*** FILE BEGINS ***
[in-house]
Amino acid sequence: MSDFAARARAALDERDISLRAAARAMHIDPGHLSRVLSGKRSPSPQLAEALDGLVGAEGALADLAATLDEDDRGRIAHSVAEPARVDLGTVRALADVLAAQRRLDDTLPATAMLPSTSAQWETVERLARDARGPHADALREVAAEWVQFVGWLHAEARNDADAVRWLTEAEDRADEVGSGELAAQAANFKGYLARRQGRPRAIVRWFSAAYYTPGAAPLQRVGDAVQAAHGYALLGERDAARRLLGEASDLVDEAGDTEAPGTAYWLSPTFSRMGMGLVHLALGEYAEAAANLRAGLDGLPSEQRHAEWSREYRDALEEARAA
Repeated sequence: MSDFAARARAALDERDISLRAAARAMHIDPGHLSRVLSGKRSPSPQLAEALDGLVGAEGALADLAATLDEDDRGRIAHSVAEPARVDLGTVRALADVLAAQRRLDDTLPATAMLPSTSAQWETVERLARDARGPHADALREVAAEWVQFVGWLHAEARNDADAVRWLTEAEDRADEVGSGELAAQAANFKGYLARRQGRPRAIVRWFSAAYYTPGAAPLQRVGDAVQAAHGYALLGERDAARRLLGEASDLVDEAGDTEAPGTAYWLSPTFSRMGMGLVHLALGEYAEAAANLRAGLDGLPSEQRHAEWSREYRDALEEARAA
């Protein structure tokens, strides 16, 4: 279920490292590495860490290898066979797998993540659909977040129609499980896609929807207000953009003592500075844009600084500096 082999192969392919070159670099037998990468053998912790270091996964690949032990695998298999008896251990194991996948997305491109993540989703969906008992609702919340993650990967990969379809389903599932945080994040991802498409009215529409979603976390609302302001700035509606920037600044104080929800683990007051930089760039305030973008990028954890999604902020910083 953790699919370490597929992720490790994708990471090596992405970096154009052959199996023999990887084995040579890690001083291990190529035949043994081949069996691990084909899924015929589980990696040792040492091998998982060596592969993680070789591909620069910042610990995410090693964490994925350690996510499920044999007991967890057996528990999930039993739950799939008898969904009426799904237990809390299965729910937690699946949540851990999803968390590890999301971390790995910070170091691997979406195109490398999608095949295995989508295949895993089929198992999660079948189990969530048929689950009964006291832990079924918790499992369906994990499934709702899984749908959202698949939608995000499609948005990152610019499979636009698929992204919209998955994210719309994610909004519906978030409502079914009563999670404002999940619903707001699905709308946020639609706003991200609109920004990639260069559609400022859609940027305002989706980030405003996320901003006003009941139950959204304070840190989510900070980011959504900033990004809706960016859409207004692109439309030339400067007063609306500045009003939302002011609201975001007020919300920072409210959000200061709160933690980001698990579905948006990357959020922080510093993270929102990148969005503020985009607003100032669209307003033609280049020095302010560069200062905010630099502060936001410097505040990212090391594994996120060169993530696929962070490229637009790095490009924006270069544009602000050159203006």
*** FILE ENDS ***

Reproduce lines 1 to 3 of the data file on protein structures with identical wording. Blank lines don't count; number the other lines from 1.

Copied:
[in-house]
Amino acid sequence: MSDFAARARAALDERDISLRAAARAMHIDPGHLSRVLSGKRSPSPQLAEALDGLVGAEGALADLAATLDEDDRGRIAHSVAEPARVDLGTVRALADVLAAQRRLDDTLPATAMLPSTSAQWETVERLARDARGPHADALREVAAEWVQFVGWLHAEARNDADAVRWLTEAEDRADEVGSGELAAQAANFKGYLARRQGRPRAIVRWFSAAYYTPGAAPLQRVGDAVQAAHGYALLGERDAARRLLGEASDLVDEAGDTEAPGTAYWLSPTFSRMGMGLVHLALGEYAEAAANLRAGLDGLPSEQRHAEWSREYRDALEEARAA
Repeated sequence: MSDFAARARAALDERDISLRAAARAMHIDPGHLSRVLSGKRSPSPQLAEALDGLVGAEGALADLAATLDEDDRGRIAHSVAEPARVDLGTVRALADVLAAQRRLDDTLPATAMLPSTSAQWETVERLARDARGPHADALREVAAEWVQFVGWLHAEARNDADAVRWLTEAEDRADEVGSGELAAQAANFKGYLARRQGRPRAIVRWFSAAYYTPGAAPLQRVGDAVQAAHGYALLGERDAARRLLGEASDLVDEAGDTEAPGTAYWLSPTFSRMGMGLVHLALGEYAEAAANLRAGLDGLPSEQRHAEWSREYRDALEEARAA